In a surprise announcement, the Chancellor of the Exchequer George Osborne has announced a sugar tax as part of the 2016 budget.
Soft drinks manufacturers will be taxed according to the volume of the sugar-sweetened drinks they produce or import.
Drinks will be separated into two categories depending on the amount of sugar content that is contained within them.
Already evidence provided by the BBC indicates that the majority of soft drinks will fall into the higher band of the two.
The first taxation group will be for drinks with a total sugar content above 5g per 100ml, and a second higher band will address the most sugary drinks with more than 8g per 100ml.
It had been widely expected that Osborne would delay a decision on this sugar tax, but the Government spoke of the obesity epidemic when announcing the decision.
The tax will come into force in two years’ time in order to give companies time to change the ingredients of their products.
It is estimated that this new taxation will raise over £500 million annually, with investment being made in doubling funding from sport in primary schools.
Osborne particularly cited the fact that five year-olds are consuming their bodyweight in sugar every year on average.
It is also believed that within a single generation more than half of all boys could be overweight or obese, with the figure being a startling 70% for girls.
“I am not prepared to look back at my time here in this Parliament, doing this job and say to my children’s generation ‘I’m sorry. We knew there was a problem with sugary drinks. We knew it caused disease. But we ducked the difficult decisions and we did nothing’,” Osborne stated.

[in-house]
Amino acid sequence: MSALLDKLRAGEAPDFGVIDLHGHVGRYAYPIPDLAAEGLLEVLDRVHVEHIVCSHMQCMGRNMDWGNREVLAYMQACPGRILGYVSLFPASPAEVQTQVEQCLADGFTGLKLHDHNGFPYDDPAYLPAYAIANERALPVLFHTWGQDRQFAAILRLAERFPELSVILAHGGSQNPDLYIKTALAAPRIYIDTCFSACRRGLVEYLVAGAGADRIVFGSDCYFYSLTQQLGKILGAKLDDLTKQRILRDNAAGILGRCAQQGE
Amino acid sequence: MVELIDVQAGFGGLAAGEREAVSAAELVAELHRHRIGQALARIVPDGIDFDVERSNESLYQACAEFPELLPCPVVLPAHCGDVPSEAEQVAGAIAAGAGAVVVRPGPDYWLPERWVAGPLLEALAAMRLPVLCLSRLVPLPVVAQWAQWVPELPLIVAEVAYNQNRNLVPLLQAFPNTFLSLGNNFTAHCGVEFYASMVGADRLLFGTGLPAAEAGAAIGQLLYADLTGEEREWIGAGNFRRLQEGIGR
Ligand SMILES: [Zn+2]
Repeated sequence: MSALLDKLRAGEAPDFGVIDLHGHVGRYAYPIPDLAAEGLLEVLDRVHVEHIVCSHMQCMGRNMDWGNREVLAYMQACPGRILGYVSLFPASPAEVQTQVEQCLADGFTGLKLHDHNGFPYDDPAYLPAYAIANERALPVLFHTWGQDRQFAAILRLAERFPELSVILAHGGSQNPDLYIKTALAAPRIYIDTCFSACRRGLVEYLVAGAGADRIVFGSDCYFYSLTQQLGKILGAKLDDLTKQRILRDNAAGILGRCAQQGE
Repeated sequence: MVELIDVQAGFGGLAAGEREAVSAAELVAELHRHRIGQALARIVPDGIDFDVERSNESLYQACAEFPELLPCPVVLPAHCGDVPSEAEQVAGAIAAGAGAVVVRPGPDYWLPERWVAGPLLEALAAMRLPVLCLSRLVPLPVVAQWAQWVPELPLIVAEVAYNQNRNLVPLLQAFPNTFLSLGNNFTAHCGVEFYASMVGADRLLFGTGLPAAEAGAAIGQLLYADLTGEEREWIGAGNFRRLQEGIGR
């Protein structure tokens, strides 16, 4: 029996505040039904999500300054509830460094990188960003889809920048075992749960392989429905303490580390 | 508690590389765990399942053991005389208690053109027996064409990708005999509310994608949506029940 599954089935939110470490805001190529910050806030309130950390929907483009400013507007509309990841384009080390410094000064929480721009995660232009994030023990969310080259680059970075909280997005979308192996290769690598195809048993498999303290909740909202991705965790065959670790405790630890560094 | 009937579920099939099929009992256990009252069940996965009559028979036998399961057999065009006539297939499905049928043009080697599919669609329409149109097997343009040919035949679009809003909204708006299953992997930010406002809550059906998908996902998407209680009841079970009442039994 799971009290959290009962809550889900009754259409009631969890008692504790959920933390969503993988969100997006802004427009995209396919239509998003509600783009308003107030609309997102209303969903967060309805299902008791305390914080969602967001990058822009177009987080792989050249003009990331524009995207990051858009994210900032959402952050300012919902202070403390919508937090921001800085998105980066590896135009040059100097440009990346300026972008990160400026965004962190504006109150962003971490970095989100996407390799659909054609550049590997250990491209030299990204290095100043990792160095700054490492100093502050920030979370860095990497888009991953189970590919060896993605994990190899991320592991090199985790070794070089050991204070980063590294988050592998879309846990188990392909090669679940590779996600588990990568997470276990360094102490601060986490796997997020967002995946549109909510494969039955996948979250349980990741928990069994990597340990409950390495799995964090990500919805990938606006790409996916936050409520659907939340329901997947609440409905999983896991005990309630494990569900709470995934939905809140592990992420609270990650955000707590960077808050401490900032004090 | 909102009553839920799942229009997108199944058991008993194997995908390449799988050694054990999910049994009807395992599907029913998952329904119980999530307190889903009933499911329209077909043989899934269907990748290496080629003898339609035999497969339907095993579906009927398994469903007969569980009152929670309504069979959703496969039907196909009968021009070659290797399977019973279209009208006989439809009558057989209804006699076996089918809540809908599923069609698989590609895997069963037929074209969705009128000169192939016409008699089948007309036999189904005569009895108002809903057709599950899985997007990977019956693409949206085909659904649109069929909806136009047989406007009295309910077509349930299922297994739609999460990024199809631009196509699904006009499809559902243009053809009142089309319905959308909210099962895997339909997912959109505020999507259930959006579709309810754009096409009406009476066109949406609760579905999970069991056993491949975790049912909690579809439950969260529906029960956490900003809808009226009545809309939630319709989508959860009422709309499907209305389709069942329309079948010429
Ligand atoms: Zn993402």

Commenting on the issue, Malcolm Clark, co-ordinator of the Children’s Food Campaign, welcomed the sugar taxation, suggesting that it could play a role in positive health outcomes for young people in particular.
“This is a really important victory for children’s health. Not only will this tax on sugary drinks encourage people to shift towards healthier drinks, but it sends out a wider message about our need to cut down on sugar, and for businesses to reduce the sugar in their products. The Chancellor has taken a bold step in what we hope will be a key pillar of the Government’s forthcoming Childhood Obesity Strategy.”
But Clark also suggested that the taxation should be considered but a single pillar in a broader UK strategy.
“On its own, a sugary drinks tax won’t solve the UK’s childhood obesity crisis, which is why it needs to be coupled with robust restrictions on unhealthy food marketing online and across all forms of media, including a 9pm watershed for TV advertising of junk food, alongside a series of other measures on reformulation, labelling and the provision of healthier, more sustainable food in our communities.”
Although the level of obesity in the UK is not seriously challenged, many people nonetheless suppose the sugar tax for several reasons.
It is asserted by critics that it will have little influence over the level of sugar being consumed and offers little more than a revenue generation mechanism, and libertarians believe that it goes against basic freedom of choice.
Denmark introduced a sugar tax in 2011, before repealing it due to its ineffectiveness just one year later.